Gin is a category of spirits that is based in neutral spirits. The most typical base is grain spirits which is essentially the same as vodka. What gives gin its distinctive characteristic is that it is flavored with Juniper. The name gin itself is derived from the Dutch name for juniper, "genever." Juniper berries have been used for centuries for their medicinal value as a diuretic and it was only a matter of time before they were added to alcohol. Gin is also flavored with many other botanicals, including but not limited to Coriander, anise seed, angelica root, citrus peels, cardamom, licorice root, orris root, nutmeg, cucumber, rose petal, and cinnamon.
There are many distinctive styles of gin as well, though the vast majority on the market in the U.S. are London Dry Gins.
London Dry Gin:
So called because of its stylistic London roots. Typically column distilled the gin is made in a light and dry style and works well for mixing.
Hailing originally from England's port town of Plymouth, this gin is made in a more heavily-bodied and stronger flavored style than London Dry Gin.
Dutch Gin or Genever:
Genever is distinctive partly because its spirit base is pot-distilled and often contains a percentage of malted grain mash (like whisky). The resulting distillate is lower proof and has a more oily body than its column distilled counterparts. The juniper character comes from an additional distillation with added botanicals, mainly juniper. Genever typically has a slightly sweeter flavor profile but can be dry.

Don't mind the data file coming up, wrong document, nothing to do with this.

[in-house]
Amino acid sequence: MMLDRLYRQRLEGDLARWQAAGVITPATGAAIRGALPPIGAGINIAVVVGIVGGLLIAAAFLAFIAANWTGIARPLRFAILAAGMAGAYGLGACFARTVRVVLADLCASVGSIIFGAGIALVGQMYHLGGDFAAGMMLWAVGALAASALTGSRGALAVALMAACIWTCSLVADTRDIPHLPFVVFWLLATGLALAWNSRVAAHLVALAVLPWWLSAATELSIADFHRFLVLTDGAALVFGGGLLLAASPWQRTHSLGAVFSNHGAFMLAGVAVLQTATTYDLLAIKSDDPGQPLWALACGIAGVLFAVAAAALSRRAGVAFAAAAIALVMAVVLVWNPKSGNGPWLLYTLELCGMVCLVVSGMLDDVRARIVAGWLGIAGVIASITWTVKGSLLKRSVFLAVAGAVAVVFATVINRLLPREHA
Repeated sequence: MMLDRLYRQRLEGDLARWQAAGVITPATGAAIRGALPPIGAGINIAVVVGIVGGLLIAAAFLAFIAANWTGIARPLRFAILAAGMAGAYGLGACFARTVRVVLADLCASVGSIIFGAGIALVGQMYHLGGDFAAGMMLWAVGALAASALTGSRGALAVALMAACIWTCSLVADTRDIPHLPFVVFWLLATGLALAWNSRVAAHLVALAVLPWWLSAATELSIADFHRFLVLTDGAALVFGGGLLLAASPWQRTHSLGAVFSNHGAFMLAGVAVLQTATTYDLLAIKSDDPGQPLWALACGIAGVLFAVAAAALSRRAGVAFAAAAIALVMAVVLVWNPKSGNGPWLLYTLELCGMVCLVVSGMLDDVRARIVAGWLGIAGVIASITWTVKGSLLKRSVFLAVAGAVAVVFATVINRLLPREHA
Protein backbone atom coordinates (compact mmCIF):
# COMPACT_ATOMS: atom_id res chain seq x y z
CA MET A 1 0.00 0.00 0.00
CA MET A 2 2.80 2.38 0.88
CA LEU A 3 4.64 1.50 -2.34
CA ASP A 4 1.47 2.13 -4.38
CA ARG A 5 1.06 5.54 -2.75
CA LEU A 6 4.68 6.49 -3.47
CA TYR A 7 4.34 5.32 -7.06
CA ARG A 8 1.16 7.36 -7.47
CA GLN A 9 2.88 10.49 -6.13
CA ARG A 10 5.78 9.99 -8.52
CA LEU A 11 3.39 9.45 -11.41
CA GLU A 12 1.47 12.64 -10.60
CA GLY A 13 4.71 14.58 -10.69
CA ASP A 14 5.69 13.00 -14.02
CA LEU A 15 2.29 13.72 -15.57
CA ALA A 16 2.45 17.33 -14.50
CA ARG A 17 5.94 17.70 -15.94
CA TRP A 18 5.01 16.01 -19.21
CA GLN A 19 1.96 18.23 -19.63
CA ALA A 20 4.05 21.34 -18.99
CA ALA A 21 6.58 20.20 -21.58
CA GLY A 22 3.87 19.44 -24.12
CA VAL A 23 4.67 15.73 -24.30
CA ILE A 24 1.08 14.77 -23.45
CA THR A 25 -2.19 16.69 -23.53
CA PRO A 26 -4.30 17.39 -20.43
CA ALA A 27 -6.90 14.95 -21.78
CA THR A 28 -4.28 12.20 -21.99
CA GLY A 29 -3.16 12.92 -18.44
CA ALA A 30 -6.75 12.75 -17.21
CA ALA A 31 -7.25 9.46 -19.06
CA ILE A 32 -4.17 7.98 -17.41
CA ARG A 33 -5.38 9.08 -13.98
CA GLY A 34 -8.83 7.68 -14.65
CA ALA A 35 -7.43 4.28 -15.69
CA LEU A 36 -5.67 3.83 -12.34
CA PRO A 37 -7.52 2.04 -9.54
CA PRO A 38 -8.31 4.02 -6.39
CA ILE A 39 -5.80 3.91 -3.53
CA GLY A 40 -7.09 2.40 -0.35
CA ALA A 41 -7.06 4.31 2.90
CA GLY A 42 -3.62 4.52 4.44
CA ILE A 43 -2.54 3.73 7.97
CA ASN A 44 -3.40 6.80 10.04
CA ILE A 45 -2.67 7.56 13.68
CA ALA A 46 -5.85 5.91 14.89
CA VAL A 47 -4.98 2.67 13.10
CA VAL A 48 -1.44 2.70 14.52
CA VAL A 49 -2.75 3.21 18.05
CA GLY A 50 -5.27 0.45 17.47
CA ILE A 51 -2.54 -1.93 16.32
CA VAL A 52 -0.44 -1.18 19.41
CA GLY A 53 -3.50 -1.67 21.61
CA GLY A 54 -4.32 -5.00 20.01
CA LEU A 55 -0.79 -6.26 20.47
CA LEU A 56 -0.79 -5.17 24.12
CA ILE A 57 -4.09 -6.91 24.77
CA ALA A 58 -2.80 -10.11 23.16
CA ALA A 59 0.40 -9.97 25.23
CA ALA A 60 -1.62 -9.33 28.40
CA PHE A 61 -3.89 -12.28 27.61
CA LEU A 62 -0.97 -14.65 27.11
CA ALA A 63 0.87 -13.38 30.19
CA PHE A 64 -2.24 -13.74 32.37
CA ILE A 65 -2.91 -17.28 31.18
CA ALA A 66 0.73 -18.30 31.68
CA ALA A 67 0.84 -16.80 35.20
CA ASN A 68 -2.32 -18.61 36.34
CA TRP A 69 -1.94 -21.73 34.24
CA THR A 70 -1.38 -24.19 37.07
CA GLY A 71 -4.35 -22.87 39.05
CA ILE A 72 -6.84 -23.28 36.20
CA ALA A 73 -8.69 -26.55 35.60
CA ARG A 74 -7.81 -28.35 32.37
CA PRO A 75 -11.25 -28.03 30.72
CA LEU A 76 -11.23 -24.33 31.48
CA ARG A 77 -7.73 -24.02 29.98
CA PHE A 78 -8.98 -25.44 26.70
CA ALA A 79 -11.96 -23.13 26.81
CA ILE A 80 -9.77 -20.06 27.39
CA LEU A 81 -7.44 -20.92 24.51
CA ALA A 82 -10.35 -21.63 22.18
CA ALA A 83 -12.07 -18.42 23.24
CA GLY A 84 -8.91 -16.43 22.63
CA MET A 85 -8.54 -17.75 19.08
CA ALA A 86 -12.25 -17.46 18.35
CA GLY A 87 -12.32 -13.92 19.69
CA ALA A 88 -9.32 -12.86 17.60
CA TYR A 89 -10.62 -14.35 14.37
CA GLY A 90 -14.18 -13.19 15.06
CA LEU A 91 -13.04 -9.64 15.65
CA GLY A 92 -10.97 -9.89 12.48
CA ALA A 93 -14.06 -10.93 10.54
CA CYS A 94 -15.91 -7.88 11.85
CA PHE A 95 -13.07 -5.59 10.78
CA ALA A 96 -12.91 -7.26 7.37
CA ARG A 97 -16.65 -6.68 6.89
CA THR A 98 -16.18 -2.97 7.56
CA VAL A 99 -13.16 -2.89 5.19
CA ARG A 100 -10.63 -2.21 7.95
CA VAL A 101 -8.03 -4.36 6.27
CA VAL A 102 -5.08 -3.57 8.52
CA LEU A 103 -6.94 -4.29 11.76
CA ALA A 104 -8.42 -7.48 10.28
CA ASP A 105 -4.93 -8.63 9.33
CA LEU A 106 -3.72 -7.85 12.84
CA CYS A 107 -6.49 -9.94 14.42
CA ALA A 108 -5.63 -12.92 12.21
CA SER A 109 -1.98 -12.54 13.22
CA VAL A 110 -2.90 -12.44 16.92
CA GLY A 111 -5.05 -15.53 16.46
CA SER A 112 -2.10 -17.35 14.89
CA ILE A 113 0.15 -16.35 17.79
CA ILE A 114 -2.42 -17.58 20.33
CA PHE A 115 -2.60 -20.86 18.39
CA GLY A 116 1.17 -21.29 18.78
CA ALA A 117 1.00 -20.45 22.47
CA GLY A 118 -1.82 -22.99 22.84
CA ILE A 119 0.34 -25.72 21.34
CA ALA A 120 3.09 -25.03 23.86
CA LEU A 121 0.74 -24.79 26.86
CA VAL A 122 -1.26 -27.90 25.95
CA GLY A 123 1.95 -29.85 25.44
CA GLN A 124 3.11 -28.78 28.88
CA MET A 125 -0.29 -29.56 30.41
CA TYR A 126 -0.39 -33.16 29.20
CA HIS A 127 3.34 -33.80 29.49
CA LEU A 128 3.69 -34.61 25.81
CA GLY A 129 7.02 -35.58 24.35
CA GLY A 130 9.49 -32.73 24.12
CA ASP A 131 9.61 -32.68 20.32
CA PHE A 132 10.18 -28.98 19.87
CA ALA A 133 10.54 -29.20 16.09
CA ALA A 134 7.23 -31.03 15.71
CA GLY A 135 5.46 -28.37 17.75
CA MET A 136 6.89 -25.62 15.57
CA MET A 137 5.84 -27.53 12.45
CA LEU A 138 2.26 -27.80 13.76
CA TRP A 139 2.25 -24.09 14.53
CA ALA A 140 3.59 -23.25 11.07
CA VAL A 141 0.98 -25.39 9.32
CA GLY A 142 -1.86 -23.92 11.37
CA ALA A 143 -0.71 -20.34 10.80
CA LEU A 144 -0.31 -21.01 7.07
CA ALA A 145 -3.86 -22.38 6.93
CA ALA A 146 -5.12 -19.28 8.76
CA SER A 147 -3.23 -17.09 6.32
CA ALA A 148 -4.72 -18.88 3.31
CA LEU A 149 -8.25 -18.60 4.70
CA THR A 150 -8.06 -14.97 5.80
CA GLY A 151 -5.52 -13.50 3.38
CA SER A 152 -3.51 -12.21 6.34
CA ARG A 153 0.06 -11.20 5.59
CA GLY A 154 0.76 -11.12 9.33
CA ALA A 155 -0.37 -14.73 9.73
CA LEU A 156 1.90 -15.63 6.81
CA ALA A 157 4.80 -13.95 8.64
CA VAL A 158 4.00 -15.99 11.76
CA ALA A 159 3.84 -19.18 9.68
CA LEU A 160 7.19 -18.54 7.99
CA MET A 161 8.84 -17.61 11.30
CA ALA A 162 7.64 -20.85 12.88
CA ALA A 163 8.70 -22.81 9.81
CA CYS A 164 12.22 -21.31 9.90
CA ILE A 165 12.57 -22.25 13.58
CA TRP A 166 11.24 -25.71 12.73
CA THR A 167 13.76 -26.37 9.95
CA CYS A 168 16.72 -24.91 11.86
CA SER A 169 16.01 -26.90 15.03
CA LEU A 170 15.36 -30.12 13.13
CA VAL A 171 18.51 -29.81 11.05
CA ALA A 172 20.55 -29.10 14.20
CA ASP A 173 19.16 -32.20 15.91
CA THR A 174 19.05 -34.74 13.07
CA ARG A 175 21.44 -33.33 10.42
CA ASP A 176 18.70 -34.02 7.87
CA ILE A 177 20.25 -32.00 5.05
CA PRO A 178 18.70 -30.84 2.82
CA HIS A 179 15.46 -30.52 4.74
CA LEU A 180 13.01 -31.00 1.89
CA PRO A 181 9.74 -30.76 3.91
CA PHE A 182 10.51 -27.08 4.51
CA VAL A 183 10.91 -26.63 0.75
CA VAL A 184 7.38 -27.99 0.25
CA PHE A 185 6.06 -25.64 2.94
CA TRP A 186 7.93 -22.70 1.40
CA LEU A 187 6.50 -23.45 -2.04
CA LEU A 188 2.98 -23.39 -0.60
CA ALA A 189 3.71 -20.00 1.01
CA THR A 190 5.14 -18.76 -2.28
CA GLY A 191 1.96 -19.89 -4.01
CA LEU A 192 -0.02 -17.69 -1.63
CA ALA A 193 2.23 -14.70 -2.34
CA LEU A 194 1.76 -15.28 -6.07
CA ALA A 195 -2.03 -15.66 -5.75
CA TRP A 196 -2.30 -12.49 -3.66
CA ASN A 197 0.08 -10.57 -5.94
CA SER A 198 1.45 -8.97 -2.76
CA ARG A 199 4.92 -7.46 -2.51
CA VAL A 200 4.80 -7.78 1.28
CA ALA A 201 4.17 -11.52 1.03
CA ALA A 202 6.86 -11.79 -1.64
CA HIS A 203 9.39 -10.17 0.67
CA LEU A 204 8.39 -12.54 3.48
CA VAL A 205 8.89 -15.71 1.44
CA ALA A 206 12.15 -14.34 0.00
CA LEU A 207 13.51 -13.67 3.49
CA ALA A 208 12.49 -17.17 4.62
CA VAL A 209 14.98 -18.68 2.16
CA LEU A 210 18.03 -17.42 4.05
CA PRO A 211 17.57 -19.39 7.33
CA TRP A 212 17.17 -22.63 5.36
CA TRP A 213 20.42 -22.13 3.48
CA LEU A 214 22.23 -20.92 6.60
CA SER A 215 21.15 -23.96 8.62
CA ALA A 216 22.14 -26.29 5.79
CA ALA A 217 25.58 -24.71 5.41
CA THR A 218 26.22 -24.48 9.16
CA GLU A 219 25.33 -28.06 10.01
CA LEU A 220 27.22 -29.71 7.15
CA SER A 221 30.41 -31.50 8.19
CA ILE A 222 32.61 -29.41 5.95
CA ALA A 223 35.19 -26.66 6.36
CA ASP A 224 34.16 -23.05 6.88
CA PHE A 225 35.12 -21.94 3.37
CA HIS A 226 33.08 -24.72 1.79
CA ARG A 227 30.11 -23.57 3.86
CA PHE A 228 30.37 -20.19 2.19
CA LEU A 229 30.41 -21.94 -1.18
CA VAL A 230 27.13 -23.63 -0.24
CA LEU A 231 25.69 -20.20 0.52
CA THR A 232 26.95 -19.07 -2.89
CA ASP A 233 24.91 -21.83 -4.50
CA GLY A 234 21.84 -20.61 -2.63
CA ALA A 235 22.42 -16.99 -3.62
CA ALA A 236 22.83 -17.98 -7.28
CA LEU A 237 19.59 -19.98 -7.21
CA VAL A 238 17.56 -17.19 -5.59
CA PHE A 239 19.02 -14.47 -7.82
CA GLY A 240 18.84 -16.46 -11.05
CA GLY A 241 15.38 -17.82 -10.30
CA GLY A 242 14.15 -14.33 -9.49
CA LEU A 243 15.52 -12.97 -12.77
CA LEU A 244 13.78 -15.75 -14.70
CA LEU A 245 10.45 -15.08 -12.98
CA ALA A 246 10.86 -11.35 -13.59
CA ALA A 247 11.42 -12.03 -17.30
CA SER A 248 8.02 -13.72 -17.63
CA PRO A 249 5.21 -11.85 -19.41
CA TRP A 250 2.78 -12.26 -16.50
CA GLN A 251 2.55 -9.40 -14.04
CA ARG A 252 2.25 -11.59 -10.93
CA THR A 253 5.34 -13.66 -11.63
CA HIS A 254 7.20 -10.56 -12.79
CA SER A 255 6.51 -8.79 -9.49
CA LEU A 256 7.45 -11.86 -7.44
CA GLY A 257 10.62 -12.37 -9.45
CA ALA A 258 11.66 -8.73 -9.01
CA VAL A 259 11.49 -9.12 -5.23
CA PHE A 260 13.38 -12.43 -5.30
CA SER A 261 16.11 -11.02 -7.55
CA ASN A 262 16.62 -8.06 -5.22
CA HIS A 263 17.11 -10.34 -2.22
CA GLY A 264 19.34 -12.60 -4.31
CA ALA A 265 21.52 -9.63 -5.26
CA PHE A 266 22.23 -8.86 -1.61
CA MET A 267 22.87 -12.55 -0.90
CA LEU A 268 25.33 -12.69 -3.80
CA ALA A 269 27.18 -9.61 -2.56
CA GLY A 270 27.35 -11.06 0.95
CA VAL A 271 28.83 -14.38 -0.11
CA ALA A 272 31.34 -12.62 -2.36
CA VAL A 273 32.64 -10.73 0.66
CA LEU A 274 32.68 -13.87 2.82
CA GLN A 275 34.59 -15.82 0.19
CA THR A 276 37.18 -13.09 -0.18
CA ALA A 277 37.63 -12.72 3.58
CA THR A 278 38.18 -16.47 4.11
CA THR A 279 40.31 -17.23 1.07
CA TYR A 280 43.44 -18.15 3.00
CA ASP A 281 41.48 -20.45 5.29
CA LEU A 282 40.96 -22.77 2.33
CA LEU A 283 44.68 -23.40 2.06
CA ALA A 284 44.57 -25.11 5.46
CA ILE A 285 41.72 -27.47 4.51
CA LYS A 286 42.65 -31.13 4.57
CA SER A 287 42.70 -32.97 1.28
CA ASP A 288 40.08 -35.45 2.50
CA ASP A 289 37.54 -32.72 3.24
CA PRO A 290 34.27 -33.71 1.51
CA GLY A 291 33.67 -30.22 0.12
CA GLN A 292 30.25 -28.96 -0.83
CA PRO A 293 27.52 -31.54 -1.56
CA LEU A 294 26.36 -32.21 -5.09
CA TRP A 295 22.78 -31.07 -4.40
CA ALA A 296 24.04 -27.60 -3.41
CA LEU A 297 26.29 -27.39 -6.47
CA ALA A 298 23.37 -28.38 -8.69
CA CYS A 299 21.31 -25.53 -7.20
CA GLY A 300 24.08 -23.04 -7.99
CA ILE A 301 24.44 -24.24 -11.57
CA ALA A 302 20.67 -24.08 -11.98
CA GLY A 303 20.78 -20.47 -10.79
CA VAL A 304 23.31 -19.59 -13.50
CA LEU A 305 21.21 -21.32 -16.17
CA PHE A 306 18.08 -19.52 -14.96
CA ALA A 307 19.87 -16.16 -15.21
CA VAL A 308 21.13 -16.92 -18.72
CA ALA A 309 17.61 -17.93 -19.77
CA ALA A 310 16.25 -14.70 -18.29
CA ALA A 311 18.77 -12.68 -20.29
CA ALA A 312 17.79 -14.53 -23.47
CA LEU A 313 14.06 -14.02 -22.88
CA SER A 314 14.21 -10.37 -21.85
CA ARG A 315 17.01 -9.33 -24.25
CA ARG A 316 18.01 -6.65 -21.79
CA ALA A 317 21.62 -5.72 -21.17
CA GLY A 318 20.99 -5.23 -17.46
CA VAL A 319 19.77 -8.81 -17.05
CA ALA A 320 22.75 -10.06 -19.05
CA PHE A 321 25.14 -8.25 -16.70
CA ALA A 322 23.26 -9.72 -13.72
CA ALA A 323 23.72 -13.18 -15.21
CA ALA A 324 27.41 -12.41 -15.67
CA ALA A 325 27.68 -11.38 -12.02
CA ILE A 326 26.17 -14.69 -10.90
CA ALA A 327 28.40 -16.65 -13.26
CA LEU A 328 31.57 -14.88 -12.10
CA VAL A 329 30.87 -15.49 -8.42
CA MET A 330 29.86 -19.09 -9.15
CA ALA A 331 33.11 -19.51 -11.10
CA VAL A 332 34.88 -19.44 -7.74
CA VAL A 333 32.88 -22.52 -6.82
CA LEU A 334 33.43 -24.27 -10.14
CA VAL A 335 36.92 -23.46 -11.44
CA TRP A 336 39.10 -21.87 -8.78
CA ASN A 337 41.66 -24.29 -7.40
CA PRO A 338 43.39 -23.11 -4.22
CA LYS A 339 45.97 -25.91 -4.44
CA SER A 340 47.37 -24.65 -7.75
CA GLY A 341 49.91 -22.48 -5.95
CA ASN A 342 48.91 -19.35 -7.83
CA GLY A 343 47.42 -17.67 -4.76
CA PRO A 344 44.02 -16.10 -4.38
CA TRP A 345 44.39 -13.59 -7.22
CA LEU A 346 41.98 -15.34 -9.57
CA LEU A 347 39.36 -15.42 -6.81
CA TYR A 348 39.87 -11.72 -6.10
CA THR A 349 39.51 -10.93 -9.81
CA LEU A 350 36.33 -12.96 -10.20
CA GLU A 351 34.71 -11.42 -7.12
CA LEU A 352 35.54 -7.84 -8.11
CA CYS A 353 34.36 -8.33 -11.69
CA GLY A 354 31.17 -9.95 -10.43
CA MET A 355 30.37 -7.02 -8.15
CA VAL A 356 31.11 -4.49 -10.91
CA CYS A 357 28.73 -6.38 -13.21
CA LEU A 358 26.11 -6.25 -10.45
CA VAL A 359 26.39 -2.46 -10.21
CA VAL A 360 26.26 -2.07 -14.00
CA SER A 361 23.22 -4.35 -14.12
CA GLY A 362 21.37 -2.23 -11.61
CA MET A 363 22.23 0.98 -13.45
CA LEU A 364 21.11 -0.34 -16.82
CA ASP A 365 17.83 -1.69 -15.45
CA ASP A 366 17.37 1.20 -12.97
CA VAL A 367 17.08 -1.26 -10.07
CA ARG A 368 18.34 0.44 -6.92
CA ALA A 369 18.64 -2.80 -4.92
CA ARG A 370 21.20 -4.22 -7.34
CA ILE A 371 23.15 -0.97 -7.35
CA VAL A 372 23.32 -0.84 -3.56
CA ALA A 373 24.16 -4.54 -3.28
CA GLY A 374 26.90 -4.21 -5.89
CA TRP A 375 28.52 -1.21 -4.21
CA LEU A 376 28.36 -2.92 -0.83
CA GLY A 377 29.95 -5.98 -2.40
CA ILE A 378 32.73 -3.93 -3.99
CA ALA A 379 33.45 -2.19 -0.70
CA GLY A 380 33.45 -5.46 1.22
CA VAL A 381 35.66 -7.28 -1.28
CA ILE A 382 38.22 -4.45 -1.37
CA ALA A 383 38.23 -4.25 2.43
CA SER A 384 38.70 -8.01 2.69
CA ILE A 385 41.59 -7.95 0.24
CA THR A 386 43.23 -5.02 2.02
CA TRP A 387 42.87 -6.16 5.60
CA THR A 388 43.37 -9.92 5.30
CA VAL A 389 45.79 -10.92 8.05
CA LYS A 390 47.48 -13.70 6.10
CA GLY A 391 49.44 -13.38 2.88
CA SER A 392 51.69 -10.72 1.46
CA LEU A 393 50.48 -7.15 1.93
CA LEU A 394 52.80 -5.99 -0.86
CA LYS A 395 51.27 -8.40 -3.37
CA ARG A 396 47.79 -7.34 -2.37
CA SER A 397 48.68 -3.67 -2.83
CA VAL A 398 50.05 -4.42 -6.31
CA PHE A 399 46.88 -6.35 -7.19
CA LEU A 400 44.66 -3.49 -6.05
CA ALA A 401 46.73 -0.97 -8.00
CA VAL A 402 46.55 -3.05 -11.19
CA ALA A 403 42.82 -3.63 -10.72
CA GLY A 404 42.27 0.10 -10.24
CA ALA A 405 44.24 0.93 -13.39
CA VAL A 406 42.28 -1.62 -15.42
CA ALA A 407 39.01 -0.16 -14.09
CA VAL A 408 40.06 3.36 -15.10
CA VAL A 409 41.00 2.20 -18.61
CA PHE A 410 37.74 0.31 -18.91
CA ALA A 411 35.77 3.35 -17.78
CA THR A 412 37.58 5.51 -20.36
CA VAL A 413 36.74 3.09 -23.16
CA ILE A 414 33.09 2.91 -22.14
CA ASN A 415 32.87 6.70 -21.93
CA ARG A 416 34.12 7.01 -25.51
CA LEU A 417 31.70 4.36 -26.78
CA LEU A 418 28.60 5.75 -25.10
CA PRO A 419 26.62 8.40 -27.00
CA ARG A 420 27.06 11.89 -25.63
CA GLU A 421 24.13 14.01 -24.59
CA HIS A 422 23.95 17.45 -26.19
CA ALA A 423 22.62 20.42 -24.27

Old Tom Gin:
Old Tom is a version of London Dry style gin that has been slightly sweetened. It is the traditional base spirit for the "Tom Collins" cocktail.
Steinhaeger or German Gin:
Produced by the distillation of fermented Juniper berries. No additional flavor botanicals are permitted.
Varies greatly dependent on botanicals used. Juniper should always be present.
Typically clear though it is not explicitly required to be. Some gins are colored naturally by maceration and allowed to keep the color taken on from their herbal flavoring agents.
Most predominantly juniper, with herbal flavors ranging widely. Some are very pronounced, dry, and almost bitter. Some are subtle, elegant, aromatic, and sweet.
The most typical proof of a bottled gin in the U.S. is 90 proof or 45% alcohol by volume and it is possible to surpass that level of strength, but many releases are 40% abv as well.